Moving toward Nonchemotherapy-Based Approaches in Follicular Lymphoma

Michael L. Grossbard, MD, suggested that chemo-free regimens, including PI3K inhibitors and a more widespread use of allogeneic stem cell transplant, are being explored as treatment options in this space.

Nonchemotherapy-based approaches, including PI3K inhibitors and a more widespread use of allogeneic stem cell transplant, are being explored as treatments for patients with follicular lymphoma, according to Michael L. Grossbard, MD, who added that CAR T-cell therapy is also being evaluated. 

“As time has gone by, we have tried to move more toward nonchemotherapy brute force approaches to managing follicular lymphoma,” said Grossbard, a professor in the Department of Medicine, chief of the Hematology and Medical Oncology Inpatient Service at Tisch Hospital, NYU Langone Health’s Perlmutter Cancer Center.

Grossbard, who is also section chief of Hematology at NYU Langone Health’s Perlmutter Cancer Center, spoke with OncLive®CancerNetwork®’s sister publication, about these recent developments in the field of follicular lymphoma. 

“Follicular lymphoma is easy to get into remission with a lot of the new therapies we have, but there is a continuous period of relapse. Patients are not cured with their initial therapy” Grossbard explained. “Maintenance rituximab (Rituxan) is very helpful because you can use a targeted monoclonal antibody to prolong remissions, which may not have an impact on long-term survival, but prolonging remissions for patients is really important. For a patient, not having disease means a lot-emotionally and psychologically-in terms of quality of life.”

According to Grossbard, minimal residual disease (MRD) may help measure the length of remission for a patient; however, there are no studies in follicular lymphoma that currently show that achievement of MRD is critical. 

“There are a lot of studies that have looked at MRD in follicular lymphoma. Some of those studies go back more than 20 years, which originally showed that the only modality we had to get patients to an MRD-negative state was transplant,” said Grossbard. “Now, with rituximab and other targeted therapies, we can actually achieve that MRD-negative state with more minimalist approaches.”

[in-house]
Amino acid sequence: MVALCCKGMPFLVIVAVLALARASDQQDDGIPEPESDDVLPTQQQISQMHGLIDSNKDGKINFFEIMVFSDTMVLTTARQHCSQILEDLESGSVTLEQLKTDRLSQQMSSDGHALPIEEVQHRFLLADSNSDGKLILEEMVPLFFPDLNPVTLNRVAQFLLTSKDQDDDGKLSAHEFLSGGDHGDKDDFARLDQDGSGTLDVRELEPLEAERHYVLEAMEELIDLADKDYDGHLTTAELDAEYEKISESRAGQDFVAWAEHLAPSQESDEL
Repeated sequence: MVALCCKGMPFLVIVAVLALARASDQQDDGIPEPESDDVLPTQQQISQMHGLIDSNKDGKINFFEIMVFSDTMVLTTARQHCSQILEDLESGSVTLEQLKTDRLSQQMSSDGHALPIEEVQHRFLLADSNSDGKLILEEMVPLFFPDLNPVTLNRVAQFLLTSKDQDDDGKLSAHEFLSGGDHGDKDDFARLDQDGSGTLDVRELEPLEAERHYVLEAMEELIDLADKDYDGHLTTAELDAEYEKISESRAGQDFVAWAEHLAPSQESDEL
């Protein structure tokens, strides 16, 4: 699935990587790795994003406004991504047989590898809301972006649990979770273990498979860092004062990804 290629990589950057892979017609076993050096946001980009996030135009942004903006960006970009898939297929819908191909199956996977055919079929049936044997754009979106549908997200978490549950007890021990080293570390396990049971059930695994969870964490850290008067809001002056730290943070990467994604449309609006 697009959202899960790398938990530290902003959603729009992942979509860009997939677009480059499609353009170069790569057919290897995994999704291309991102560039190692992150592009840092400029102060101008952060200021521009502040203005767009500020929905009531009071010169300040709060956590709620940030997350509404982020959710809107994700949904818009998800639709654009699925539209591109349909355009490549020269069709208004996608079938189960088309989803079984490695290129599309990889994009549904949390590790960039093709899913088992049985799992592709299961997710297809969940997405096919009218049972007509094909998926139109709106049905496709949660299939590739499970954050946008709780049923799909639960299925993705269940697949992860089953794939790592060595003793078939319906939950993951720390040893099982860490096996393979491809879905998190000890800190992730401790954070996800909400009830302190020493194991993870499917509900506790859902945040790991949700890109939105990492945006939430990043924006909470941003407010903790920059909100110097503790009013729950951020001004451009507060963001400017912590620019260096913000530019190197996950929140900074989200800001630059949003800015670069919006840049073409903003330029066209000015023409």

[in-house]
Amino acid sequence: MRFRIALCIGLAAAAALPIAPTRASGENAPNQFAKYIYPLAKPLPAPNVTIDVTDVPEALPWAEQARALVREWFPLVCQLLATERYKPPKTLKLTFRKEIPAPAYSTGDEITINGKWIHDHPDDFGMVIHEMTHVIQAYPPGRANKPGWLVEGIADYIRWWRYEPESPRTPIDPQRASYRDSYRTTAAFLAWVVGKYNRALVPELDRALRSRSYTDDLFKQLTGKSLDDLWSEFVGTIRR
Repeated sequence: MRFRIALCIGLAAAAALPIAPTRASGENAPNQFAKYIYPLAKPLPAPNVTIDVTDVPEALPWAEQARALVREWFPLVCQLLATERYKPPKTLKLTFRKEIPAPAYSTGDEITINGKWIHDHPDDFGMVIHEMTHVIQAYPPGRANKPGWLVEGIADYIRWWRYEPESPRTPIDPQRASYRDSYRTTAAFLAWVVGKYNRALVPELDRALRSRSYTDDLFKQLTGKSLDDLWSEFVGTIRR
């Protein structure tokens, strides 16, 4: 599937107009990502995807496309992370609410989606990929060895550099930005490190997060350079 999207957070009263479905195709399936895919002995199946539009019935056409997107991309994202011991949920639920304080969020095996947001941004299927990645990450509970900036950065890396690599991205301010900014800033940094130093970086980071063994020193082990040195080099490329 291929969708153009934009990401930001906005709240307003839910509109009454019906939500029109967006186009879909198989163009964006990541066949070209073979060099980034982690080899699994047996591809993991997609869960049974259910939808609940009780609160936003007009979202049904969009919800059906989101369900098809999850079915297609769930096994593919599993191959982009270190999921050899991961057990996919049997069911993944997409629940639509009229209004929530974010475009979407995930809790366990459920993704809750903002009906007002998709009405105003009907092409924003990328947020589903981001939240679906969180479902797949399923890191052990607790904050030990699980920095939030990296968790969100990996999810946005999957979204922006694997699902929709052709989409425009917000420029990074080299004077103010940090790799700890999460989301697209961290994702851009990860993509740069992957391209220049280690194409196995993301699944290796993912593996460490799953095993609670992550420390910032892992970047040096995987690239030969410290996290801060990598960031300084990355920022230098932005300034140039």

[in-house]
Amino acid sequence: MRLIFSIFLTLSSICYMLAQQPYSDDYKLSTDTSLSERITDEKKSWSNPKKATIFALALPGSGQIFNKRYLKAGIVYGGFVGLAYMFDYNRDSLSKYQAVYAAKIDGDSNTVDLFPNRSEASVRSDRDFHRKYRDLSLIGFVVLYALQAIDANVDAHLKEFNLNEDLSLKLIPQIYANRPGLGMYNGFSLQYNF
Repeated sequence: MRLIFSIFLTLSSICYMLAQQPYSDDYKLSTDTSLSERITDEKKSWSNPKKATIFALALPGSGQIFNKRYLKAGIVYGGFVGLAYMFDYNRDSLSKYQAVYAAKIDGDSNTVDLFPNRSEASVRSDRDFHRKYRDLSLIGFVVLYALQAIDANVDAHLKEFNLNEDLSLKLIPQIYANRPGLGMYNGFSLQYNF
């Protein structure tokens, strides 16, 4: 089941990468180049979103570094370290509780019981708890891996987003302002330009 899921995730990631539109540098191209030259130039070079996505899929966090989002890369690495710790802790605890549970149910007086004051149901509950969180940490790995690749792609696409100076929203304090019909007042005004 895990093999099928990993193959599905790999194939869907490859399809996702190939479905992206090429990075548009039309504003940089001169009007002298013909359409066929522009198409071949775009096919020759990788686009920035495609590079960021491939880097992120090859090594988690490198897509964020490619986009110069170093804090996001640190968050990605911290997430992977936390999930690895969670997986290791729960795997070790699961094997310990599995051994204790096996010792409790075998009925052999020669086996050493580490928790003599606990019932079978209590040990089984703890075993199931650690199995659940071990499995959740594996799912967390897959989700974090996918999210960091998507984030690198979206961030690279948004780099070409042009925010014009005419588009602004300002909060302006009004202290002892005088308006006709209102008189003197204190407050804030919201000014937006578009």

Another treatment option that Grossbard highlighted were PI3K inhibitors, which are yet another targeted therapy for follicular lymphomas. 

“We understand more about B cells gone awry, which are the essence of what lymphoma is. The B-cell receptor pathway is triggered by the number of enzymes in a cascade,” Grossbard explained. “One of those [enzymes] is PI3K, and by blocking that particular enzyme, we can block the growth and proliferation of B cells and cause the killing of lymphoma cells.”

However, in order to determine which type of PI3K inhibitor a patient should receive, Grossbard indicated that there are no clear guidelines to be followed, as it depends on personal experience and comfort with the drugs. He recommends becoming familiar with 1 or more of them in order to see where they fit into a patient’s treatment course. 

For patients with heavily pretreated follicular lymphomas, Grossbard indicated that allogeneic transplant opens an option for potential cure, even in later stages and those with more advanced and refractory disease. However, this therapy option is typically not recommended unless a patient has been extensively pretreated.

“Patients who have been through multiple chemotherapy regimens, multiple biological therapy regimens, and still have a good performance status and a tolerable amount of comorbid disease would fall into that sweet spot of considering allogeneic stem cell transplant,” said Grossbard. “Still, even though we do a lot better with managing toxicities than we used to, there are significant potential adverse events of graft-versus-host disease and other complications of allogenic transplant.” 

When asked about the status of venetoclax (Venclexta) in follicular lymphoma, a BCL2 inhibitor, Grossbard suggested that there is still a lot that is unknown. Venetoclax is currently approved for use in chronic lymphocytic leukemia, small lymphocytic lymphoma, and acute myeloid leukemia. 

“In theory, venetoclax should be a marvelous drug for follicular lymphoma, but the response rates in follicular lymphoma with single-agent venetoclax have been a little more disappointing than we would have anticipated,” Grossbard said. “Venetoclax’s place in follicular lymphoma still remains to be defined.”


This article was adapted from an article that originally appeared on OncLive, titled “Follicular Lymphoma Moves Toward Chemo-Free Regimens.”

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